Provide them with a plethora of options and allow him or her the freedom to choose what they’d like to read.
In college, a professor told a story that has stuck with me. A fellow professor had a daughter who loved Little House on the Prairie; she read the whole series through over and over. At first, he was very encouraging, and happy she was enjoying them, but as she finished the last book of the series for the 6th time and reached for the first book to start them all over again, he interceded. He said she wasn’t allowed to read the series again until she had read at least one other book. As a result, her ravenous reading ceased, and she rarely read for pleasure after that. She would have eventually moved on and tried another book, but she was obviously still enjoying and benefiting from that series. Strong restrictions on literary freedom can lead to unnecessary and adverse effects.
Tips for Parents about Writing Workshop:
1. When your child shows you his or her writing, focus on what your child is doing well. Writing is very personal and a child can be easily crushed. Celebrate with your child what is good about the writing.
2. Help to encourage the enthusiasm your child has for writing. Your child’s energy for writing should increase after talking with you, not decrease.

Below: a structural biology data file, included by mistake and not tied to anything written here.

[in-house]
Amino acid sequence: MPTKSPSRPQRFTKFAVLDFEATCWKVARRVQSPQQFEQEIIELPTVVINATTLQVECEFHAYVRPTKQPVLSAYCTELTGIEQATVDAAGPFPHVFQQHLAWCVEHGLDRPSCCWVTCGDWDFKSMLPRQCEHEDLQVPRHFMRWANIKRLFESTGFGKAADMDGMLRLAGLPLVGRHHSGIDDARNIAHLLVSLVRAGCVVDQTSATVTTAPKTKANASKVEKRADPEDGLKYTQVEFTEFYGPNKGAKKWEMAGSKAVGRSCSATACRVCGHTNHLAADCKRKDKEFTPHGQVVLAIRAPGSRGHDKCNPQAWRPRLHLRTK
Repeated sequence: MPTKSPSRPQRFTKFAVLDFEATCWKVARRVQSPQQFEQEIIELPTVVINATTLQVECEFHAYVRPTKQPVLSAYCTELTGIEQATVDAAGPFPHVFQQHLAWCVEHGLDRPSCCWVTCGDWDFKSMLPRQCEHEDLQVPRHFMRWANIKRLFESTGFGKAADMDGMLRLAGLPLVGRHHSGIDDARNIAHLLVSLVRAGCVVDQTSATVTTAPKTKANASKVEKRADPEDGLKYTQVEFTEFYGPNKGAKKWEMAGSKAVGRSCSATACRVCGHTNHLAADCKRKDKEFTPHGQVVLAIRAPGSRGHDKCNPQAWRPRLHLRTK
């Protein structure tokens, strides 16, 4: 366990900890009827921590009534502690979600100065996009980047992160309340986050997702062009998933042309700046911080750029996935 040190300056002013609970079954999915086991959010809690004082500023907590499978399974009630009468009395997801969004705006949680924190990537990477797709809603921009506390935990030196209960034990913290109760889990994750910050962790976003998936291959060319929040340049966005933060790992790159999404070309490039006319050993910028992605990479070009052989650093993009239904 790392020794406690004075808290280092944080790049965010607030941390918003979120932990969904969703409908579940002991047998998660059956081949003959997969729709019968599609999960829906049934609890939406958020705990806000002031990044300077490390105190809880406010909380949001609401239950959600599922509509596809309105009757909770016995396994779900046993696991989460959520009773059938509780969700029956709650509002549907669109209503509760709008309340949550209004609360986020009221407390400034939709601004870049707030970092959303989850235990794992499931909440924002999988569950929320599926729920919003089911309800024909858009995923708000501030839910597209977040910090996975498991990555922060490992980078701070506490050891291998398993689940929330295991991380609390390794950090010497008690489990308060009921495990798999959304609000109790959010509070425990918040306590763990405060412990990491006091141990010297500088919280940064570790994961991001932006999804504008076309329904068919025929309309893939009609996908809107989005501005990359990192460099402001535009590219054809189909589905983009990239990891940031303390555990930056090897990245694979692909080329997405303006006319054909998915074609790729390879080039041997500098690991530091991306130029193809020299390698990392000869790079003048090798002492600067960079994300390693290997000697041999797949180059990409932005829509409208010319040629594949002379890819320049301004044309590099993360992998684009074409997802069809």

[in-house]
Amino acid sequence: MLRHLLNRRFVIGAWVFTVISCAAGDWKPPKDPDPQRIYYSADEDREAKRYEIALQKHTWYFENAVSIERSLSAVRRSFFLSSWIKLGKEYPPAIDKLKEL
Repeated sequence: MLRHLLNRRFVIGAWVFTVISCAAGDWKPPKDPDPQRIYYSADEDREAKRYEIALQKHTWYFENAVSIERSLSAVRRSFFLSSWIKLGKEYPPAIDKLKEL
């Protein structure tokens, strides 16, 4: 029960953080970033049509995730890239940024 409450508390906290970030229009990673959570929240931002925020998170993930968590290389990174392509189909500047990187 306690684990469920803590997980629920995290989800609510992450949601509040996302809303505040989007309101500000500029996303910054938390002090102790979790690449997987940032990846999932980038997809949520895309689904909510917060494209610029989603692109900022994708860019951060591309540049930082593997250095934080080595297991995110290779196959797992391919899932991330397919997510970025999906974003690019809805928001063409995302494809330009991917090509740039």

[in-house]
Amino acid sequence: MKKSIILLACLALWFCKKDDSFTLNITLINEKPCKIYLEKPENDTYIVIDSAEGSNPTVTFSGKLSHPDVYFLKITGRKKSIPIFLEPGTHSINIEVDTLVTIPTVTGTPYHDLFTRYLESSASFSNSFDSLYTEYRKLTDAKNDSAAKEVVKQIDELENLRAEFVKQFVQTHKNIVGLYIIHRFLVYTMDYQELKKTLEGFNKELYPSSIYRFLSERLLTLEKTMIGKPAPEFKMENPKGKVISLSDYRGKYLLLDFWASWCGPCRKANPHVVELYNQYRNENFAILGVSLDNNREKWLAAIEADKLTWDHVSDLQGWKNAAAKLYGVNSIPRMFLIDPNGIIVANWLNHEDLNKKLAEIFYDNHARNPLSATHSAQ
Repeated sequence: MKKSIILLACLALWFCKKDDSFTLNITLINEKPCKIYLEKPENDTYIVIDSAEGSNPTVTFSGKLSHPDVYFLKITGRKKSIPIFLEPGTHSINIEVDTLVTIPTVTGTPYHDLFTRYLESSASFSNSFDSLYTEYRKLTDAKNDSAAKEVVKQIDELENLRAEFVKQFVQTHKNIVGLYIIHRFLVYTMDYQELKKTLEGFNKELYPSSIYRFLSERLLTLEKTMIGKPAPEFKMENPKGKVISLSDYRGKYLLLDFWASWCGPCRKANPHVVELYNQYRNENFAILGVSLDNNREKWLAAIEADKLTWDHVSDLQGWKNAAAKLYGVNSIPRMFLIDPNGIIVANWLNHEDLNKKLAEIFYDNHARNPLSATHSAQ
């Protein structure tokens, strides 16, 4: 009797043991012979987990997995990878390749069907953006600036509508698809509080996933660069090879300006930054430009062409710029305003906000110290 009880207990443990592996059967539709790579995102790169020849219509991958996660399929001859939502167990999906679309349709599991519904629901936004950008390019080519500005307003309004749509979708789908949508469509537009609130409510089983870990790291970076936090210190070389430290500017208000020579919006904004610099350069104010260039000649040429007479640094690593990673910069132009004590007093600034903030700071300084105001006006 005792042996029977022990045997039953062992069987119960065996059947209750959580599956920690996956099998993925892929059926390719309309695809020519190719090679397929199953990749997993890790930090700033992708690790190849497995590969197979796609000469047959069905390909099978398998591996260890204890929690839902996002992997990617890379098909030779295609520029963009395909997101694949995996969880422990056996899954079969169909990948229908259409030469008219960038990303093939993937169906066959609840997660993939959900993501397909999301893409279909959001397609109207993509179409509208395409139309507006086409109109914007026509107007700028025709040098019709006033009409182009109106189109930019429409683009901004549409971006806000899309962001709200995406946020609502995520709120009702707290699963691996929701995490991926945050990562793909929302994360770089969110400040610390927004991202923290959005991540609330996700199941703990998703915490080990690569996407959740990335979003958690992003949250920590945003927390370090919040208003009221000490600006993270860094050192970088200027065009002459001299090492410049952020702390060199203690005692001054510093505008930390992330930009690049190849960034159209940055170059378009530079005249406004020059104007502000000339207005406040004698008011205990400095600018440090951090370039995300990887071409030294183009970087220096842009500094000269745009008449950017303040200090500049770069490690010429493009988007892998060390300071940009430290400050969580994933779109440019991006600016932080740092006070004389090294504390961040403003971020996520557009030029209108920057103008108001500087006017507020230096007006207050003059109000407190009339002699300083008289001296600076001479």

3. Don’t panic over misspelled words. A child’s speaking vocabulary is greater than written vocabulary. If a child only used words he/she knows how to spell, the writing would be very dull and lifeless. The teacher works on spelling skills during the year. Watch to see if your child’s spelling improves as the year progresses. (Remember, even published work sometimes has spelling errors and that work has gone through much editing.)
4. Don’t stress if your child doesn’t use punctuation perfectly. Again, the teacher works on this during the year. Your child will progress in this area as well.
5. Show your child how you use writing in your life – making lists, writing letters, thank you notes, emails, notes to family members, etc.
6. Share stories from your life with your child. Your life stories are more interesting to your child than made up TV shows. . . REALLY!!!
7. When your child wants to tell you about an interesting thing that happened during the day, enjoy listening and encourage him or her to jot the event down in their journal. It might make a good piece of writing later.
8. Provide different kinds of paper, pencils, etc. for your child to write with at home. Have a home writing center.
9. Find reasons for your child to write – help with the grocery list, write thank you notes.
10. Read with your child.
Parent Tips for nurturing your growing readers:
1. Read with your children at least once every day.
2. Make sure they have plenty to read. Take them to the library regularly, and keep books and other reading materials in their reach.
3 Notice what interests your child, then help find books about those things.
4. Respect your child's choices. There's nothing wrong with series fiction if that's what keeps a young reader turning the pages.
5. Praise your children's efforts and newly acquired skills.